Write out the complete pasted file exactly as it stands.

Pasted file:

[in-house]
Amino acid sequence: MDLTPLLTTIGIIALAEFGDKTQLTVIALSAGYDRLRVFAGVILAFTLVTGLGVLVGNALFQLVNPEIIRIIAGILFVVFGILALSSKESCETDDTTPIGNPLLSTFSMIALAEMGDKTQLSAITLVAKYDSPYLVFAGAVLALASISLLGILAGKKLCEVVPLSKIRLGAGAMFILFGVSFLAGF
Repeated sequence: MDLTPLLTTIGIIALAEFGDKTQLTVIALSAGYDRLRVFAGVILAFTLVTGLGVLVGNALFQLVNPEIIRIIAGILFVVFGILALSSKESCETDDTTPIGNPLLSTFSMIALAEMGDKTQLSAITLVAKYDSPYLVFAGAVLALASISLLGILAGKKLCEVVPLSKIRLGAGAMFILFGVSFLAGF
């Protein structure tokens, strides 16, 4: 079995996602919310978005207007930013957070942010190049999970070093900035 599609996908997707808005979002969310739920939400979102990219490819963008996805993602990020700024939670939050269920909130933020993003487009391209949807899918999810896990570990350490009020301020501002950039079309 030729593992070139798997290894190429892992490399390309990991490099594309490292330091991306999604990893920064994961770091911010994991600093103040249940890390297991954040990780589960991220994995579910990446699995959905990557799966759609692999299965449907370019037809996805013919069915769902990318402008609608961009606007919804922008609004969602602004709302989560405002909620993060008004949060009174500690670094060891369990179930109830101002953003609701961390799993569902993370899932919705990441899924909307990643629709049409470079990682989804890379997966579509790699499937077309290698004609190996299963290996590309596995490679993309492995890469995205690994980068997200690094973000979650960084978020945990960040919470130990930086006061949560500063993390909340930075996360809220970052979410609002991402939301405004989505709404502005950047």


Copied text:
[in-house]
Amino acid sequence: MDLTPLLTTIGIIALAEFGDKTQLTVIALSAGYDRLRVFAGVILAFTLVTGLGVLVGNALFQLVNPEIIRIIAGILFVVFGILALSSKESCETDDTTPIGNPLLSTFSMIALAEMGDKTQLSAITLVAKYDSPYLVFAGAVLALASISLLGILAGKKLCEVVPLSKIRLGAGAMFILFGVSFLAGF
Repeated sequence: MDLTPLLTTIGIIALAEFGDKTQLTVIALSAGYDRLRVFAGVILAFTLVTGLGVLVGNALFQLVNPEIIRIIAGILFVVFGILALSSKESCETDDTTPIGNPLLSTFSMIALAEMGDKTQLSAITLVAKYDSPYLVFAGAVLALASISLLGILAGKKLCEVVPLSKIRLGAGAMFILFGVSFLAGF
């Protein structure tokens, strides 16, 4: 079995996602919310978005207007930013957070942010190049999970070093900035 599609996908997707808005979002969310739920939400979102990219490819963008996805993602990020700024939670939050269920909130933020993003487009391209949807899918999810896990570990350490009020301020501002950039079309 030729593992070139798997290894190429892992490399390309990991490099594309490292330091991306999604990893920064994961770091911010994991600093103040249940890390297991954040990780589960991220994995579910990446699995959905990557799966759609692999299965449907370019037809996805013919069915769902990318402008609608961009606007919804922008609004969602602004709302989560405002909620993060008004949060009174500690670094060891369990179930109830101002953003609701961390799993569902993370899932919705990441899924909307990643629709049409470079990682989804890379997966579509790699499937077309290698004609190996299963290996590309596995490679993309492995890469995205690994980068997200690094973000979650960084978020945990960040919470130990930086006061949560500063993390909340930075996360809220970052979410609002991402939301405004989505709404502005950047």